late summer garden

Has your late summer garden seen better days? If your outdoor paradise is getting a little ragged, and you would like some easy and cheap gardening tips to get it back into shape in time for fall, keep reading!

Most gardens, no matter how well they are designed will have periods without a lot of bloom. But a late summer garden is more than just lack of bloom; it’s overgrown plants, ratty leaves, spindly annuals and brown spots in the lawn. Here’s how to fix these garden problems.

Cut back your blooming perennials by half. This will stimulate new growth, and create need for another flush of flowers in the fall for many varieties. It will also clean up the overgrown look of your flower beds.

If you still have brown foliage from spring bulbs showing, it is safe to cut them to the ground now. They have already stored all the energy they need for spring bloom, and the dead plant matter isn’t doing anything for the look of your garden.

If you have a pest problem, you should be addressing it. You can use commercially available Sevin dust for many of the most common predators, or seek out an organic alternative. One good way to identify what is eating your plants is place a piece of white paper under the leaves of the plant being attached and give the plant a good tap or shake. Whatever pest is the culprit should fall onto the paper for easy identification. If you’re stumped, pop it in a jar and take it to your local nursery for identification and advice on how to eradicate it while doing the least damage to beneficial bugs. Remember, we need those bees! Don’t’ poison them.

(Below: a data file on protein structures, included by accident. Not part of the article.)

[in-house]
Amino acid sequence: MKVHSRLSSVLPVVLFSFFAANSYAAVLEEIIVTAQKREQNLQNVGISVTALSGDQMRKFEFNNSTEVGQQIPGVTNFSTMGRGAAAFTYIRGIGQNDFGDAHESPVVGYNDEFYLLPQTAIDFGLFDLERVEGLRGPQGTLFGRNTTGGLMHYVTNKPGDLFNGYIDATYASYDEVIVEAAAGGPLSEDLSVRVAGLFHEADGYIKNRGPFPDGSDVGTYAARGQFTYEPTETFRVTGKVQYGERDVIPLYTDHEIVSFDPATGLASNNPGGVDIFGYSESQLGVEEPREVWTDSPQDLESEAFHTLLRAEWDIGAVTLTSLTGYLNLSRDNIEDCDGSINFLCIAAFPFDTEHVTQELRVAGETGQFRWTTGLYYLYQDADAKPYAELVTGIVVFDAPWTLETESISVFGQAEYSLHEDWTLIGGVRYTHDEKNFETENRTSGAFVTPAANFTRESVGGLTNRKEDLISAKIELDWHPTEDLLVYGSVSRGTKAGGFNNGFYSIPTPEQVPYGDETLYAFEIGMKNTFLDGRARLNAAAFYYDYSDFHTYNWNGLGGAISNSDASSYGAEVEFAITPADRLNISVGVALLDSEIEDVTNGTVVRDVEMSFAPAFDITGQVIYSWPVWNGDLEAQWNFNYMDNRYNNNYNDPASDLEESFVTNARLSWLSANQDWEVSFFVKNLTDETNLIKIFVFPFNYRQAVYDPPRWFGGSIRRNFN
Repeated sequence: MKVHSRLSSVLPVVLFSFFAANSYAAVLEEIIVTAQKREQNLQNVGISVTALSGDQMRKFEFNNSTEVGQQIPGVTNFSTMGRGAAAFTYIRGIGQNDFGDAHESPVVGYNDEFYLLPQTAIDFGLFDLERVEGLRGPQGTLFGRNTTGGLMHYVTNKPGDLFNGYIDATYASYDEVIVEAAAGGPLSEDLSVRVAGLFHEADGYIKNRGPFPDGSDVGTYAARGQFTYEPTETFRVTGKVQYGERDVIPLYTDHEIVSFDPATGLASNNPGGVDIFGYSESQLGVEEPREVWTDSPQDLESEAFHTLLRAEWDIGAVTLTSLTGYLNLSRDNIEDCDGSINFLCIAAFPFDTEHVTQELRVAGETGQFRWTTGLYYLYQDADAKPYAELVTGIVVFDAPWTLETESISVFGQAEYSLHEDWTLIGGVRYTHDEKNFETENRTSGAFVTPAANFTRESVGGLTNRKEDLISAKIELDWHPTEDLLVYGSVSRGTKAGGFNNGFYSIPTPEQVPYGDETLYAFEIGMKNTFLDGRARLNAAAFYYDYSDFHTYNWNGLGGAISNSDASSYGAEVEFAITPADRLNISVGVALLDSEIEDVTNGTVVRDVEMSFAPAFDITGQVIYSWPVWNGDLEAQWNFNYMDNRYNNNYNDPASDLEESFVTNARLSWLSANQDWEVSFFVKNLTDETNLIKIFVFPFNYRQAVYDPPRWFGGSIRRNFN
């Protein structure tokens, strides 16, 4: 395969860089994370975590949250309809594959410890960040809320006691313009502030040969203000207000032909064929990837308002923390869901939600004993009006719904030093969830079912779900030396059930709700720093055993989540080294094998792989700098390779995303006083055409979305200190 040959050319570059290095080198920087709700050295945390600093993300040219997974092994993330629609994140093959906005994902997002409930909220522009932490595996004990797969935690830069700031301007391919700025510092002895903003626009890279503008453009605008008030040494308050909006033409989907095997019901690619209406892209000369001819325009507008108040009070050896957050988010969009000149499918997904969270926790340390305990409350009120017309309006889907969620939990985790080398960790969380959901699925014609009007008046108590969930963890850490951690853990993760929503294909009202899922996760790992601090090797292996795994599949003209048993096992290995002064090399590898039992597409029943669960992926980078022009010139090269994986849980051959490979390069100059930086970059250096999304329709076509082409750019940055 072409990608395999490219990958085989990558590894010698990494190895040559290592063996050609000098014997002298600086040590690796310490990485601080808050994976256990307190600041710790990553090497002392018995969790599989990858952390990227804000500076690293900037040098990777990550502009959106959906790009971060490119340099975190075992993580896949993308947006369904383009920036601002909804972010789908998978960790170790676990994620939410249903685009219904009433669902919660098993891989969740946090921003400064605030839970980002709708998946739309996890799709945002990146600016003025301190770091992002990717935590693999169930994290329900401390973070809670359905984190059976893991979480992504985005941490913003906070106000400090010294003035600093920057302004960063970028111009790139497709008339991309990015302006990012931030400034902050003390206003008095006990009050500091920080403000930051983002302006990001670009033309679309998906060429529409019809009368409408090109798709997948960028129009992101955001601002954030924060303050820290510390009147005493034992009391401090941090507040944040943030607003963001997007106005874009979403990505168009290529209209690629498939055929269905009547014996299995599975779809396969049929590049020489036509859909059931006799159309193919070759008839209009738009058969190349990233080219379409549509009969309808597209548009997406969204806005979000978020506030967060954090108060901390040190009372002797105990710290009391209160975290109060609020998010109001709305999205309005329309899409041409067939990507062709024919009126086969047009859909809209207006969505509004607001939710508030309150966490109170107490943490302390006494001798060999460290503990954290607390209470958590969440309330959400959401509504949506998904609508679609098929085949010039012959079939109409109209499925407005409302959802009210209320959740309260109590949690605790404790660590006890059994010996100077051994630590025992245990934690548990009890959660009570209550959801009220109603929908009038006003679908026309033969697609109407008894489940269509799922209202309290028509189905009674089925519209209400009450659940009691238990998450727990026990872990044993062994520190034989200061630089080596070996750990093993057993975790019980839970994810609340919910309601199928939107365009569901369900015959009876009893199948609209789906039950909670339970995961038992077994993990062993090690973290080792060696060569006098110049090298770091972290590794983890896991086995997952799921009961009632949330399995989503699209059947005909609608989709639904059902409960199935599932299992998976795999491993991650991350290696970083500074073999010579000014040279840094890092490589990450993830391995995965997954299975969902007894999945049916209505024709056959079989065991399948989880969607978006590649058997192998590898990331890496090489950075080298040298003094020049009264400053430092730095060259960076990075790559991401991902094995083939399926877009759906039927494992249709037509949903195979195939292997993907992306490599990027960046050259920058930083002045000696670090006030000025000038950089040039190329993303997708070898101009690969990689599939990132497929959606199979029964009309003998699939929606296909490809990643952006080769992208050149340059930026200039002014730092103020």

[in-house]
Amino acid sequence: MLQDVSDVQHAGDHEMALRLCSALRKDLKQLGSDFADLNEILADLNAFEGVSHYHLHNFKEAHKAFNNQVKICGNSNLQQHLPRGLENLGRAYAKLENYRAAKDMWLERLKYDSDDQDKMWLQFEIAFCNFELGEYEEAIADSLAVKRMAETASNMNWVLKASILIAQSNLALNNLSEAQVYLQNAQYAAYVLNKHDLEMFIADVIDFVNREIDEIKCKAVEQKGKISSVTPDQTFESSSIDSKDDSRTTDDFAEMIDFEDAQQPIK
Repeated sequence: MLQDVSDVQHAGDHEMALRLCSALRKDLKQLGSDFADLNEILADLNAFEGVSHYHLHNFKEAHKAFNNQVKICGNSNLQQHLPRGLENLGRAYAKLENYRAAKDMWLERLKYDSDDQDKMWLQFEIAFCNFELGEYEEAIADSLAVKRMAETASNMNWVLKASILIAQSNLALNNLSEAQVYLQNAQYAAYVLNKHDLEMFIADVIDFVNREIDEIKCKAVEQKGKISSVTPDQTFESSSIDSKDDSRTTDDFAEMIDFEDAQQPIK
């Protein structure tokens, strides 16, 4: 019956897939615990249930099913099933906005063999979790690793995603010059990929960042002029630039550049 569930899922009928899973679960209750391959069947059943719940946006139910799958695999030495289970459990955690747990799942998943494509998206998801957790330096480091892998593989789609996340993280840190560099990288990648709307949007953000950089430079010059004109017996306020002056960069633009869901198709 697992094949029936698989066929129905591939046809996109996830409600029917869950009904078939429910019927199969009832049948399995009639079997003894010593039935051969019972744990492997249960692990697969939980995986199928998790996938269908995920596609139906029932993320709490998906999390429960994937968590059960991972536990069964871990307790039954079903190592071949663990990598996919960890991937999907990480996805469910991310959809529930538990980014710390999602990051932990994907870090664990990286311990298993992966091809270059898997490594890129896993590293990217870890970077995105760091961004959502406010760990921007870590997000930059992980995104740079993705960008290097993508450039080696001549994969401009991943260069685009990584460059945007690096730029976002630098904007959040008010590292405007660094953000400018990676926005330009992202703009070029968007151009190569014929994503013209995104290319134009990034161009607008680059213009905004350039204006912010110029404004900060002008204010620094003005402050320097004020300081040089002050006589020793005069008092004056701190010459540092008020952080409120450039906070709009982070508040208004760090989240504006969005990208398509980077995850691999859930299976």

If you have annuals planted in containers or beds that have seen better days, cut them back hard. Apply a good dose of water soluble fertilizer and they will bounce back and start re-blooming for you. Petunias, alyssum and geraniums all need a good rejuvenation this time of year, but will bloom well into fall if you try this trick.

If your lawn has developed some dry spots, try raking in an organic compost or fine bark to protect the soil and hold in moisture. Water frequently during the day for a week or two until you start to see new green growth. Cut back on the watering gradually, but be consistent until the lawn is once again green in the spot.

A late summer garden may seem to have gone to sleep, but its pretty easy to throw a big basket of water on it and wake it back up. (Both literally, and figuratively!) Use these easy and cheap gardening tips to renew your garden, and have a beautiful spot to spend those quiet autumn afternoons.

Visit Kathy for more home and garden ideas at http://www.TheBudgetDecorator.com.

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